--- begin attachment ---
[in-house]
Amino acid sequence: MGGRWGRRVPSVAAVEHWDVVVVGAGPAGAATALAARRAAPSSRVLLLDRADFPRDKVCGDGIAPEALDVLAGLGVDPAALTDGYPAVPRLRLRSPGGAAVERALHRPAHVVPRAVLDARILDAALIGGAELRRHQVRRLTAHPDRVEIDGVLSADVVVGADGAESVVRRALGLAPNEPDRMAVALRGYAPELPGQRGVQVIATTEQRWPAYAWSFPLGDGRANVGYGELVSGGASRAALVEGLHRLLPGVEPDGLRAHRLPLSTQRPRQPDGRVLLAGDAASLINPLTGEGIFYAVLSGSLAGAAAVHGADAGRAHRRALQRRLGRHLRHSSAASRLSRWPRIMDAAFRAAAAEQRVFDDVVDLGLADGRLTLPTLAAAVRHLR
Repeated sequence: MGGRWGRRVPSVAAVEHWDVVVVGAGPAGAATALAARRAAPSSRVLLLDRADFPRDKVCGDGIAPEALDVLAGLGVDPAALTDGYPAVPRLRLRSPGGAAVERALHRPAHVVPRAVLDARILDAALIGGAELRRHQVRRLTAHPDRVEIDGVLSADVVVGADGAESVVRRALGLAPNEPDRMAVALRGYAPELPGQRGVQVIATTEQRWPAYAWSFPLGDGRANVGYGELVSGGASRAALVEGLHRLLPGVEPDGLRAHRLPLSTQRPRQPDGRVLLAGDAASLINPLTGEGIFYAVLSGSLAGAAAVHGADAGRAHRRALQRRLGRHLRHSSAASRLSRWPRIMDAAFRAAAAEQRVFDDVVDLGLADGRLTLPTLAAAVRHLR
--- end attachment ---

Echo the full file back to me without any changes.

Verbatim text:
[in-house]
Amino acid sequence: MGGRWGRRVPSVAAVEHWDVVVVGAGPAGAATALAARRAAPSSRVLLLDRADFPRDKVCGDGIAPEALDVLAGLGVDPAALTDGYPAVPRLRLRSPGGAAVERALHRPAHVVPRAVLDARILDAALIGGAELRRHQVRRLTAHPDRVEIDGVLSADVVVGADGAESVVRRALGLAPNEPDRMAVALRGYAPELPGQRGVQVIATTEQRWPAYAWSFPLGDGRANVGYGELVSGGASRAALVEGLHRLLPGVEPDGLRAHRLPLSTQRPRQPDGRVLLAGDAASLINPLTGEGIFYAVLSGSLAGAAAVHGADAGRAHRRALQRRLGRHLRHSSAASRLSRWPRIMDAAFRAAAAEQRVFDDVVDLGLADGRLTLPTLAAAVRHLR
Repeated sequence: MGGRWGRRVPSVAAVEHWDVVVVGAGPAGAATALAARRAAPSSRVLLLDRADFPRDKVCGDGIAPEALDVLAGLGVDPAALTDGYPAVPRLRLRSPGGAAVERALHRPAHVVPRAVLDARILDAALIGGAELRRHQVRRLTAHPDRVEIDGVLSADVVVGADGAESVVRRALGLAPNEPDRMAVALRGYAPELPGQRGVQVIATTEQRWPAYAWSFPLGDGRANVGYGELVSGGASRAALVEGLHRLLPGVEPDGLRAHRLPLSTQRPRQPDGRVLLAGDAASLINPLTGEGIFYAVLSGSLAGAAAVHGADAGRAHRRALQRRLGRHLRHSSAASRLSRWPRIMDAAFRAAAAEQRVFDDVVDLGLADGRLTLPTLAAAVRHLR